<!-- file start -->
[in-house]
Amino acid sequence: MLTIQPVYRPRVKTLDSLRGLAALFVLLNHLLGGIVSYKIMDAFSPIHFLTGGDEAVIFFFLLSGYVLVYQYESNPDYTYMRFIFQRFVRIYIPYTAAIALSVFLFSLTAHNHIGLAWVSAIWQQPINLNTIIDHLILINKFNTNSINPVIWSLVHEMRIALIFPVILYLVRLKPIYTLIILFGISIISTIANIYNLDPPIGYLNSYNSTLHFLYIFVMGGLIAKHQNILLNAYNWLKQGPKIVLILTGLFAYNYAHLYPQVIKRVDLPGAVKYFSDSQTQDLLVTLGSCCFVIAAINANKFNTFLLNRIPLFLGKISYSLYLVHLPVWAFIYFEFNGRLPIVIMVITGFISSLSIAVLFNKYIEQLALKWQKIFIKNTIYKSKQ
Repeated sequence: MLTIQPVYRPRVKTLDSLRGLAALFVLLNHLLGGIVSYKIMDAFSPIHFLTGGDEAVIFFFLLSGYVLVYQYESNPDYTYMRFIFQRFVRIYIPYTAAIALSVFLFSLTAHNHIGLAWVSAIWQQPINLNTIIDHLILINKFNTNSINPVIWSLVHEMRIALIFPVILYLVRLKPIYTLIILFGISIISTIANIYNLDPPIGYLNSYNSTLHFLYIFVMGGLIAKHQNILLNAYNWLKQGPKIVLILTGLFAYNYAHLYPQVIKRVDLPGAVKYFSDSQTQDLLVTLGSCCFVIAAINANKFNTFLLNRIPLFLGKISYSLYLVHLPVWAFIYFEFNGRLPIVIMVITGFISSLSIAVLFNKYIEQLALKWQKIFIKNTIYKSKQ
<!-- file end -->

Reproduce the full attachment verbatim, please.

[in-house]
Amino acid sequence: MLTIQPVYRPRVKTLDSLRGLAALFVLLNHLLGGIVSYKIMDAFSPIHFLTGGDEAVIFFFLLSGYVLVYQYESNPDYTYMRFIFQRFVRIYIPYTAAIALSVFLFSLTAHNHIGLAWVSAIWQQPINLNTIIDHLILINKFNTNSINPVIWSLVHEMRIALIFPVILYLVRLKPIYTLIILFGISIISTIANIYNLDPPIGYLNSYNSTLHFLYIFVMGGLIAKHQNILLNAYNWLKQGPKIVLILTGLFAYNYAHLYPQVIKRVDLPGAVKYFSDSQTQDLLVTLGSCCFVIAAINANKFNTFLLNRIPLFLGKISYSLYLVHLPVWAFIYFEFNGRLPIVIMVITGFISSLSIAVLFNKYIEQLALKWQKIFIKNTIYKSKQ
Repeated sequence: MLTIQPVYRPRVKTLDSLRGLAALFVLLNHLLGGIVSYKIMDAFSPIHFLTGGDEAVIFFFLLSGYVLVYQYESNPDYTYMRFIFQRFVRIYIPYTAAIALSVFLFSLTAHNHIGLAWVSAIWQQPINLNTIIDHLILINKFNTNSINPVIWSLVHEMRIALIFPVILYLVRLKPIYTLIILFGISIISTIANIYNLDPPIGYLNSYNSTLHFLYIFVMGGLIAKHQNILLNAYNWLKQGPKIVLILTGLFAYNYAHLYPQVIKRVDLPGAVKYFSDSQTQDLLVTLGSCCFVIAAINANKFNTFLLNRIPLFLGKISYSLYLVHLPVWAFIYFEFNGRLPIVIMVITGFISSLSIAVLFNKYIEQLALKWQKIFIKNTIYKSKQ